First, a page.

A Nature Playground in the Suburbs: Constitution Gardens Park in Gaithersburg

Ever since reading about The Land, I’ve been intrigued by the idea of nature playgrounds. While I didn’t want my toddler setting things on fire (one of the many risky options at The Land), I do like the idea of substituting natural materials for plastic playsets. By their very nature, they’re more versatile and offer a more creative experience than playgrounds, which tend to be highly-directed. So when nearby Gaithersburg opened up a nature playground at Constitution Gardens Park, I knew I wanted to visit with Sprout.

With blue skies and fall just approaching, it was a lovely morning to check it out. While it’s perfectly walkable from Old Town Gaithersburg – and a wonderful resource for those who live there – almost everyone else will need to drive. It’s far from the closest Metro station and I still haven’t figured out how to bike safely from Rockville to Old Town. While the park doesn’t have a parking lot, there’s ample street parking right next to it.

The park is long and rather narrow, a bit squished between a private house and a clubhouse for some nearby condos. The initial impression is a bit odd, as there’s a big fence with a swimming pool right next to it. In addition, it could be confusing for little kids who now want to go to the pool instead. Thankfully, while Sprout pointed out the pool, he wasn’t particularly keen on going in it.

Photo of Constitution Gardens, which has a large sand area, pathed path, and wooden buildings

The rest of the park was more thematically fulfilling. A large area filled with sand offers kids an actual chance to play in the dirt, which most parks look down upon. It’s equipped with a push-button water fountain and buckets, which seemed to be the most popular feature in the park by far. Never underestimate toddlers’ love of filling things with water and dumping them out. Thankfully, everyone did pretty well waiting to take their turns. There’s also a little wooden building with a counter like a store, a tiny slide, and wooden farm animals for riding.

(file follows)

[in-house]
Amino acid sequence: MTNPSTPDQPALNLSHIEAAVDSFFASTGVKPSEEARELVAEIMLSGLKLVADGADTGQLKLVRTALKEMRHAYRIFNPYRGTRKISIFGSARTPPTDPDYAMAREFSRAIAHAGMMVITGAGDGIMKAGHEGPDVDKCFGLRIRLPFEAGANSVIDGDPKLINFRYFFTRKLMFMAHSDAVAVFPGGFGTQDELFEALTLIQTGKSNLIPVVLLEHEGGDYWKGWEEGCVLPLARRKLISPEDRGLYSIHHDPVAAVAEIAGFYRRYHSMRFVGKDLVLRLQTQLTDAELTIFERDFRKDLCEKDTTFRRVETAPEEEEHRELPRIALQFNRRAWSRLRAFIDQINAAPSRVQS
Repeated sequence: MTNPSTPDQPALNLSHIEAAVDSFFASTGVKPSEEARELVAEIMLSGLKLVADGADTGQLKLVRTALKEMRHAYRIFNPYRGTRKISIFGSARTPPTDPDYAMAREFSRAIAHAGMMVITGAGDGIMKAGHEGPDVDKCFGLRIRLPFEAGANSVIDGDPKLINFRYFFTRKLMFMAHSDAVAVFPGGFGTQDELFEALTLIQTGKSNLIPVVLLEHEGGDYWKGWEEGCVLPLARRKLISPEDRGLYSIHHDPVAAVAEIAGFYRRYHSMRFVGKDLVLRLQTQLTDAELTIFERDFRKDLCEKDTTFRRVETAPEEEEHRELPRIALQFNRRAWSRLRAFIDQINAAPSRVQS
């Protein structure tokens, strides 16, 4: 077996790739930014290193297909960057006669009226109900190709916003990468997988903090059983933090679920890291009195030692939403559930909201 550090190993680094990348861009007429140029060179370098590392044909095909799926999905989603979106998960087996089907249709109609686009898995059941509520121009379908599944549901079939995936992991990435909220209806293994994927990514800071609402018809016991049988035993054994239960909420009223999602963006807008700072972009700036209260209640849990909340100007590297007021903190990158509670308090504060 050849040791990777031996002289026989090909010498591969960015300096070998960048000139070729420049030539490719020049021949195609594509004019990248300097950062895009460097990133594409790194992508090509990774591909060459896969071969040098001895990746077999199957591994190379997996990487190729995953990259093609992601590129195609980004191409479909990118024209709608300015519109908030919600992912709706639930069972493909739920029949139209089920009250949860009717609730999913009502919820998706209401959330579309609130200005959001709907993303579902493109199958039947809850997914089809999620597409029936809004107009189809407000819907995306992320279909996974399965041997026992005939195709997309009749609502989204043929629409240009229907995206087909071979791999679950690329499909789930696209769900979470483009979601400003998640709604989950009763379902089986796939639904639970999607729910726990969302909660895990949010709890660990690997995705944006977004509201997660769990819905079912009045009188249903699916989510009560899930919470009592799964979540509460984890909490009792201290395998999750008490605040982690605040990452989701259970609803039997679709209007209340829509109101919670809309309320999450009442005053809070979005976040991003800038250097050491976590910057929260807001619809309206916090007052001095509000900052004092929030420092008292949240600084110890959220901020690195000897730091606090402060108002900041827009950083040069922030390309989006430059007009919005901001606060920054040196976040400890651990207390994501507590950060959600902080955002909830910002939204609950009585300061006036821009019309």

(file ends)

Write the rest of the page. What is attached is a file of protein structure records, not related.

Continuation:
Log sections for climbing next to slide

Other areas of the park were geared more towards older children. A staircase made of uneven logs led to two very steep slides. While Sprout enjoyed climbing up, one look down and he was shaking his head. Thankfully, they offer an alternate exit down a different path. Hunks of wood of varying shapes and length made for Lincoln Logs perfect for wobbly stacking. Another, much bigger hand-pump, sprayed water into a faux dried streambed decorated with iridescent glass. Even though he didn’t come close to reaching the top on the handle, Sprout still pumped it up and down as much as he could a number of times. There’s just something about kids and water.

Although we went on a Friday morning, there were several families there, with joggers and dog-walkers wandering through as well. The park is open on three sides to the residential streets, which makes it a nice alternate route to the sidewalk. The kids were enthusiastic without being wound – perhaps the natural materials provided a calming effect.

The only major complaint I had about the park was the lack of shade. While there are some trees, the park is so new that they haven’t gotten very big yet. Although I thought it would be a relatively cool day, with highs in the 70s, the D.C. sun got the best of me and I was boiling by the end of the trip.

While not wild and crazy the way some nature playgrounds are, Constitution Gardens provided a nice reprieve from the molded plastic jungle gyms that all use the same interchangeable pieces.